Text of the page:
How many of us enjoy a glass or two of wine at dinner? How many of us have read that moderate drinking of red wine is good for the heart?
How many of us know that even moderate drinking might increase our cancer risk?
That eye-catching news turned a few media heads after a recent study was published in the American Journal of Public Health. The authors, including Timothy Naimi, a School of Medicine and School of Public Health associate professor, attribute 6,000 American deaths annually to cancer from moderate drinking, which they define as a drink and a half per day or less. Add in alcohol consumption at all levels and the total surges to 20,000 cancer deaths a year, according to the study. (For perspective, that 20,000 figure represents 3.5 percent of all cancer deaths in the country.)
For men, lethal alcohol-caused cancer typically afflicts the mouth, throat, and esophagus, the researchers say. In women, breast cancer is the most common cancer killer linked to alcohol consumption.
The researchers synthesized risk estimates from hundreds of other studies to come up with their findings. Naimi believes the big takeaway is the total number of deaths, the role of excessive drinking, and the fact that these deaths are preventable. But as everyone knows that drinking to excess is bad for a host of reasons, he understands the headlines generated by the findings on moderate drinking.
Evidence of excessive drinking’s role in cancer is much greater than that for the role of modest drinking, says Naimi, an alcohol epidemiologist specializing in binge and youth drinking and alcohol policy. The idea that limited drinking causes cancer “should be interpreted with caution.…I have nothing against alcohol. My background is as a physician, and my interest is in seeing harm from alcohol minimized.”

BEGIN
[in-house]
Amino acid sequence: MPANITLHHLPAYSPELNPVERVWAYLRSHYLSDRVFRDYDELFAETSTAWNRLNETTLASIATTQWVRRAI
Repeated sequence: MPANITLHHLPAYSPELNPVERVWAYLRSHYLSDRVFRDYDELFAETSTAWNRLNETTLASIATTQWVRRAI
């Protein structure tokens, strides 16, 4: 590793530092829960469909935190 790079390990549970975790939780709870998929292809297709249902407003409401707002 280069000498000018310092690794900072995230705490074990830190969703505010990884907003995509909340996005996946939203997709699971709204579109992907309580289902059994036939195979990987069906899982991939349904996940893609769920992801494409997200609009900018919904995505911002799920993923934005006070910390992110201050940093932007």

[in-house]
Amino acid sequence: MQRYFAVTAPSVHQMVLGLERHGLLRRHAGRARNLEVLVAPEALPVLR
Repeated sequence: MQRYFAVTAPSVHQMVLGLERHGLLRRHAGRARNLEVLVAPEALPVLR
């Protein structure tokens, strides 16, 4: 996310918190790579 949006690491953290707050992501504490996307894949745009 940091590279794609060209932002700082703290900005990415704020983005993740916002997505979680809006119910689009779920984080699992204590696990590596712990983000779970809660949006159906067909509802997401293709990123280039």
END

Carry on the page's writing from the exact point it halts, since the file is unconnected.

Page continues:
But some doctors say the moderate drinking findings need to be taken seriously, and Naimi says there is evidence from the literature he and his team reviewed supporting their concerns. And, he adds, deaths from alcohol “dwarf any small number of people who may derive benefit from low-dose alcohol.” Indeed, among all people who start drinking, 5 to 10 times as many die from it as are benefited by it, according to Naimi, who notes that you can’t predict when people begin drinking whether they’ll wind up an alcoholic: “You don’t know prospectively who’s going to end up as a moderate drinker.”
Nor is he convinced by studies showing heart benefits from moderate drinking. For one thing, he says, those studies have never included the accepted standard in scientific research: a randomized, controlled study comparing moderate drinkers with teetotalers. Also, moderate drinkers tend to come from higher on the socioeconomic ladder, a rung at which people tend to be healthier. In other words, moderate drinking may be “a reflection of people’s social position and good health. It’s not its genesis,” Naimi says.
Studies linking alcohol to cancer are based on calculations using three types of data, he says: the numbers of people who drink at different levels, the prevalence of various cancers at those various drinking levels, and the number of cancer deaths among people at each level. The American Cancer Society lays out the cancers for which the evidence of an alcohol link is strongest, while adding that the precise mechanism for how drinking leads to the disease is not certain.
As for the argument that there’s a certain risk with much of the food we consume—nonorganic fruits and vegetables marinated in pesticides, for example, or brown rice, once thought to be healthy, but now found to contain risky levels of arsenic–Naimi replies, “Alcohol is not a food. Alcohol is a drug,” and one with so-called empty calories that lack nutritional value.
“I wouldn’t put alcohol on a par with fruits and vegetables,” he says—especially as fruits and vegetables won’t kill you the way drunk driving can.